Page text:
advice/perspective on jobs, work and management

My boss is running an illegal poker game

I work as a server in a small, family-owned restaurant. At night, my boss runs what I think is an illegal poker game upstairs. I serve the food and drinks for that too, but I’m not sure how comfortable I am with this arrangement. Is what they’re doing legal? I didn’t know about the game when I took the job, but I haven’t complained or refused to work it because the $$$ is good. But I’m wondering: Could I be held liable in any way if it ever got busted? (I get tipped in poker chips, which I cash in at the end of the night.) I’m concerned too because I’m not of the legal drinking age in my state. Please help! – Name withheld           

First, a couple legal issues need to be addressed.

While the laws vary, in most states you do not need to be of a legal drinking age to serve alcoholic beverages to patrons, so long as it’s incidental to food service. At the very least then, you needn’t worry about being underage.

More tricky is the issue of the poker game.

Again, the laws vary – but according to the lawyer I consulted, if it’s a friendly game, your employer should be fine. It gets complicated, in part because it seems gambling laws have been changing recently, but profiting from the sale of food and beverages, for example, or rental of the room is allowed. If, however, they’re profiting from the game in any way—like charging a fee to play, or taking a cut of the winnings—it’s probably illegal.

As to your own liability, even if what your employer is doing is not on the up-and-up, you should be okay. As long as you’re not involved in the organization of the game, recruiting its players, or profiting directly from the gambling itself, you needn’t worry according to my source. Nor does the fact that you’re being tipped in poker chips put you in any legal jeopardy, either.

But beyond these legal concerns, there’s your peace of mind to consider. To that I would simply say: If you are at all uncomfortable with what your employer is asking you to do—and it seems that you are—it’s probably time to start considering your options. Sure – you could refuse to work these games in the future. But that’s likely to be an awkward conversation at the very least. And is it really going to make you feel any better anyway? Probably not.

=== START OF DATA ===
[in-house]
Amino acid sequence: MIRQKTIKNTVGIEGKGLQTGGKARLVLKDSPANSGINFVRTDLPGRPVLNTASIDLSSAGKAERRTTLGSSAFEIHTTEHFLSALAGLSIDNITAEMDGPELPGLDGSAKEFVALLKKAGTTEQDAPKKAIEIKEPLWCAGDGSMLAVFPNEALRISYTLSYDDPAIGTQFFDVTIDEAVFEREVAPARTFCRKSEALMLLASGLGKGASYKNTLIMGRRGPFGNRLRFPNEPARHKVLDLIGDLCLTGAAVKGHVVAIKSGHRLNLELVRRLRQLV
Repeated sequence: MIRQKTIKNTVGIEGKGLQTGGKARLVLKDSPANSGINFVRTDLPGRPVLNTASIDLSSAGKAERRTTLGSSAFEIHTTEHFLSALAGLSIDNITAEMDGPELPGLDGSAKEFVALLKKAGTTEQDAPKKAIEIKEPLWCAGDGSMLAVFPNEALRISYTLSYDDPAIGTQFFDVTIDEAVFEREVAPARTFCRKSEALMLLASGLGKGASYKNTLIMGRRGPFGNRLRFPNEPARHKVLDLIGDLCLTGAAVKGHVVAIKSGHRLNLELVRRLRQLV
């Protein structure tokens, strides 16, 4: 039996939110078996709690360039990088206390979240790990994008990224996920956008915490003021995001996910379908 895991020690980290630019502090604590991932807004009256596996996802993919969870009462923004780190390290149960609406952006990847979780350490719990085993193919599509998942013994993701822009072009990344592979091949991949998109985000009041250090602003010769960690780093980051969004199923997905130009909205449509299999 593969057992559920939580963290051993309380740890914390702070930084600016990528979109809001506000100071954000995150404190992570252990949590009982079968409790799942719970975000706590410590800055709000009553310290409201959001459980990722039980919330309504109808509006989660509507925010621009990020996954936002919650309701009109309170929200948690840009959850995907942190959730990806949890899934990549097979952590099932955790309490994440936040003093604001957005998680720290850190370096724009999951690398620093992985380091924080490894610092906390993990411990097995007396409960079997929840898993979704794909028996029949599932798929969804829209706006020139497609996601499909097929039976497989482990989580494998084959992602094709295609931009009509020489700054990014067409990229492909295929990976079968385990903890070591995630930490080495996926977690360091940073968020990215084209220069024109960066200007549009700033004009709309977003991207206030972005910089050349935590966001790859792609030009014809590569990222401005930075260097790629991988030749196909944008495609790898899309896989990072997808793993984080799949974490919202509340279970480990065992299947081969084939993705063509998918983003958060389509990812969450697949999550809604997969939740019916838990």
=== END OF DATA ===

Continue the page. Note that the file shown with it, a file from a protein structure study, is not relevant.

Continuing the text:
So consider looking for another job.

This suggestion may come as a surprise to you given the frequently ‘insubordinate’ nature of my advice. If I’m not doing anything wrong, why not take advantage of a good thing while I can? you may be wondering. In my experience, however, the downsides of this arrangement—particularly the anxiety it seems to be causing you—far outweigh the benefits. Nor would I ever recommend anyone do anything that makes them at all uncomfortable, much less is borderline illegal, simply because it happens to be lucrative.

Fortunately for you, there’s no shortage of work to be found in the service industry right now. Someone like yourself, who’s both experienced and young, is going to be especially attractive to employers. Take advantage of this. In fact, I’d be surprised if you weren’t able to find something comparable quite quickly, even without a reference from your current employer.

In the meantime, perhaps you could try politely declining to work those evening poker games in the future? Maybe tell your employer that you now have an ongoing family commitment which prevents you from being available? Or a partner you’d like to spend more time with? Or even another job? Whatever. Then keep your head down, do your work, and quietly look for something else.

Hopefully the next time you roll the dice in selecting an employer—because that’s often just what it is, a gamble—you won’t come up snake eyes again.

[ 1 Comment ]

  1. SulanTh

    Ha – I enjoyed this! I really like what you did there in the last part. “Rolling the dice”


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